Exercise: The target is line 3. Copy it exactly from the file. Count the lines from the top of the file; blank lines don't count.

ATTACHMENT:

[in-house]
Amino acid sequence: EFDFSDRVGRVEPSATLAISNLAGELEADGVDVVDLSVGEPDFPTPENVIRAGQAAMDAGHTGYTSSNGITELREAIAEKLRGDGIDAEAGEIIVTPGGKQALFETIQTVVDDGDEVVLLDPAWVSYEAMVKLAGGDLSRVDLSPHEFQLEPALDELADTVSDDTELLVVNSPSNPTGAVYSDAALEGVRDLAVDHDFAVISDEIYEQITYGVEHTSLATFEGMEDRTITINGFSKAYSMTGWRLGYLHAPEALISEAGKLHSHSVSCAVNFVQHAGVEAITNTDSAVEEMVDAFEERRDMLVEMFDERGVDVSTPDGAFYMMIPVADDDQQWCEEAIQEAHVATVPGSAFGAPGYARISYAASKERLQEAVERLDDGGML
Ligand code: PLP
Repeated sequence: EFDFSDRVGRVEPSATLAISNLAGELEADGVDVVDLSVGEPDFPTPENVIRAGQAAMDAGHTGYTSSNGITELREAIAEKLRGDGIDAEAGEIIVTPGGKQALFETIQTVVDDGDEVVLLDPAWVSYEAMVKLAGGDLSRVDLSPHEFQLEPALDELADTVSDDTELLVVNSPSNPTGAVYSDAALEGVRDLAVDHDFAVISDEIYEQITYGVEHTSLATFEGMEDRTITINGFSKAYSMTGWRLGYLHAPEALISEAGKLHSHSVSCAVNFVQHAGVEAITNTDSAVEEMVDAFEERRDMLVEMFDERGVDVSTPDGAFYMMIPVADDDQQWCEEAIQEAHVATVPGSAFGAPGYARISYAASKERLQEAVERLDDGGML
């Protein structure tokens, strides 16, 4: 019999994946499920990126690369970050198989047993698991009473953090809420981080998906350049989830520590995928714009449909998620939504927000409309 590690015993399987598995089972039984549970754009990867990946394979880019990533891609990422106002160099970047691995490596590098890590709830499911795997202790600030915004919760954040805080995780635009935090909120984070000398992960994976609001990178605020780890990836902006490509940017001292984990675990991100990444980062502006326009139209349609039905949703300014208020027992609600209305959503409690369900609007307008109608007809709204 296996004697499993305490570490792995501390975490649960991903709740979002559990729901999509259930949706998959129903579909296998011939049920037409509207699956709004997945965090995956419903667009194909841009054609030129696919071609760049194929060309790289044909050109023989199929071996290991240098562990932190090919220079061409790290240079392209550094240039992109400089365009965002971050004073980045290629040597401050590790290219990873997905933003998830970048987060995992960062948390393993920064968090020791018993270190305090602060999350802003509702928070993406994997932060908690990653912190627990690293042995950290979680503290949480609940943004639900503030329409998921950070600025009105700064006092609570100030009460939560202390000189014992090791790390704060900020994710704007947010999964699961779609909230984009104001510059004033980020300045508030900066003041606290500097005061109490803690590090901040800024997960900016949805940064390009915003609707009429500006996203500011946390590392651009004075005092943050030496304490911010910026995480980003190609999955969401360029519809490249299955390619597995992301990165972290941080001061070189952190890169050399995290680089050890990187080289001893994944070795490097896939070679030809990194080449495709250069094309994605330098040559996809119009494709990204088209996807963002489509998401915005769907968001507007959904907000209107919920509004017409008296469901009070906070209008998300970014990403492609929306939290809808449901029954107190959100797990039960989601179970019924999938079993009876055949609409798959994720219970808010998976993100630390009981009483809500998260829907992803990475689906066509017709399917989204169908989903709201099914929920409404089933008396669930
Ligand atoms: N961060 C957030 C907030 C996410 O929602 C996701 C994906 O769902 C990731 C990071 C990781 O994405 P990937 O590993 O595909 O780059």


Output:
Ligand code: PLP